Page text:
Why Florida isn’t losing the right to an abortion … yet

The real legal fight, in state court, is about to begin.
Florida Gov. Ron DeSantis holds up a 15-week abortion ban law after signing it, Thursday, April 14, 2022, in Kissimmee.
Florida Gov. Ron DeSantis holds up a 15-week abortion ban law after signing it, Thursday, April 14, 2022, in Kissimmee. [ JOHN RAOUX | AP ]
Published June 24, 2022|Updated June 24, 2022

While the overturn of Roe v. Wade dramatically alters the landscape of abortion rights nationally, in Florida, the decision has no immediate effect on the legality of abortion.

That’s because Florida’s abortion laws have to fall within the boundaries of not one, but two constitutions, said Danaya Wright, a professor of law at the University of Florida.

The first is the U.S. Constitution, which no longer protects a person’s right to abortion following the U.S. Supreme Court’s bombshell decision this week in Dobbs v. Jackson Women’s Health Organization.

The second is the Florida Constitution.

47 words, one controversy

The difference in protections largely comes down to the 1980 inclusion of a 47-word amendment to the Florida Constitution guaranteeing the right to privacy.

“Every natural person has the right to be let alone and free from governmental intrusion into the person’s private life except as otherwise provided herein,” the document reads.

In the past, abortion protections at the federal level have been upheld through the U.S. Supreme Court’s interpretation that the U.S. Constitution contains a right to privacy, under which, they ruled, abortion falls.

But the U.S. Constitution doesn’t specifically include the word privacy in its text.

The Florida constitution does. In a 1989 case, the state’s Supreme Court ruled that the privacy clause covered the right to an abortion.

Florida’s new ban on most abortions after 15 weeks of pregnancy has already been the subject of a challenge in state court. If politicians were to pass further restrictions — a bill banning abortion after six weeks, or an outright ban, for example — the result would be more lawsuits. If any of those lawsuits were to make their way to the state Supreme Court, the court would then need to overturn more than three decades of precedent to deem the restrictions legal.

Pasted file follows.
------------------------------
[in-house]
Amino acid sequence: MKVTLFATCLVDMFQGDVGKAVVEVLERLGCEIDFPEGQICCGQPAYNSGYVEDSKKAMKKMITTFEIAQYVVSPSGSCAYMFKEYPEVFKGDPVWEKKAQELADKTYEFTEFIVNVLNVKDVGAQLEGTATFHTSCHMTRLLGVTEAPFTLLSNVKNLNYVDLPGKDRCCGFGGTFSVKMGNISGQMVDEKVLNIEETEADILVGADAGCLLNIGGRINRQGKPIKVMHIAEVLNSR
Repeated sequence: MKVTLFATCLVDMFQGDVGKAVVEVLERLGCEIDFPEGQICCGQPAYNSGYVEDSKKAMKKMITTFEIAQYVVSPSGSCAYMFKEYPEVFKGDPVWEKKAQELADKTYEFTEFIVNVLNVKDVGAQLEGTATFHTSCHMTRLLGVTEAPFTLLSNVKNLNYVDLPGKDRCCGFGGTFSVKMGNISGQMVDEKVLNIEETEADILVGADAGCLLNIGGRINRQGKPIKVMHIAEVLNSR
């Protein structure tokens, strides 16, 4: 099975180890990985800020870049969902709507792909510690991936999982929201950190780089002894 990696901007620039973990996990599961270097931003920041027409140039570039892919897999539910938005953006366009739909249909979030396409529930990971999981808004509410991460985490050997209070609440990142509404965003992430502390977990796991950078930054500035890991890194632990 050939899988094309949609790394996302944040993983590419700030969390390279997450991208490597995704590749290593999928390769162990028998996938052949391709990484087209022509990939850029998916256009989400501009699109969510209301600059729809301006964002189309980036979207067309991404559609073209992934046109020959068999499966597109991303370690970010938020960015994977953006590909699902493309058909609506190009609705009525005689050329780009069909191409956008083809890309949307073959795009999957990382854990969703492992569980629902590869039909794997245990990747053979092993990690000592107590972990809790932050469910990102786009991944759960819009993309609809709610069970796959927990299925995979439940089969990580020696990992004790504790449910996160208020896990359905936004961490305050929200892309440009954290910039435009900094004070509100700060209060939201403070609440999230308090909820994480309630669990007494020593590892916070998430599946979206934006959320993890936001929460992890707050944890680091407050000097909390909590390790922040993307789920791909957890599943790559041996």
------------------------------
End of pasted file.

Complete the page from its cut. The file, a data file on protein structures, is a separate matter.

“It’s a whirlwind of potential legal issues that aren’t going to be solved right away,” Wright said.

Related: 5 resources that could help if you’re seeking abortion in Florida

Still, Wright said, the possibility that the court could overturn the longstanding precedent isn’t out of the question.

Three of the seven current justices were appointed by Gov. Ron DeSantis during his first term. All seven were appointed by Republican governors.

What did voters mean in 1980?

In 1989, the Florida Supreme Court ruled that the state Constitution offered extensive protections for abortion rights. Its opinion was largely concerned with defining “privacy” in a constitutional sense.

“We can conceive of few more personal or private decisions concerning one’s body that one can make in the course of a lifetime,” the opinion read.

John Stemberger, a conservative lawyer who’s been a leader in the push to restrict abortion rights in Florida, said that court was litigating the wrong question. They should have been asking what voters understood “privacy” to mean when they approved the 1980 constitutional amendment, he said.

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According to Stemberger’s research into the drafting process of that amendment, its authors were trying to protect the informational privacy of Floridians, he said.

“Nowhere in the record is the word ‘abortion’ mentioned anywhere,” Stemberger contended. “All the debate, all the discussion, all the editorials discussed informational privacy.”

Despite the absence of abortion-specific language in the final product, recent reporting by USA Today Network - Florida suggested one of the architects of the amendment had reproductive rights in mind while drafting it.

Should the courts decide at all?

Louis Virelli, an expert in constitutional law at Stetson Law School, said the fate of abortion policy in Florida should not be left up to an unelected court.

“If we want to change the last three decades of constitutional law in Florida, we should ask the voters, because we can,” Virelli said.

Florida has a process by which voters can directly change the language of the state Constitution through a referendum. Amending the Constitution requires the approval of 60 percent of the electorate. It’s been amended in the past after legislators failed to act on hot-button issues. The amendments on voting rights for convicted felons and the legalization of medical marijuana are two recent examples.

Related: This Tampa Bay group helps people get abortions. With Roe overturned, their job just got harder.

There is some precedent for voters adding abortion restrictions to the state Constitution. In 2004, nearly 65 percent of voters approved a measure allowing the state to pass a law requiring parents to be notified of a minor’s decision to obtain an abortion. In 2020, the Legislature passed such a law.

While most Florida voters say in polls that they want to protect abortion access, for the last quarter-century, they have also sent Republican majorities to Tallahassee — the party that is largely hostile to abortion rights.

On July 1, a new Florida law signed by DeSantis will go into effect banning most abortions after 15 weeks of pregnancy. A recent poll from researchers at the University of North Florida found that a majority of Floridians are opposed to the 15-week ban.

• • •

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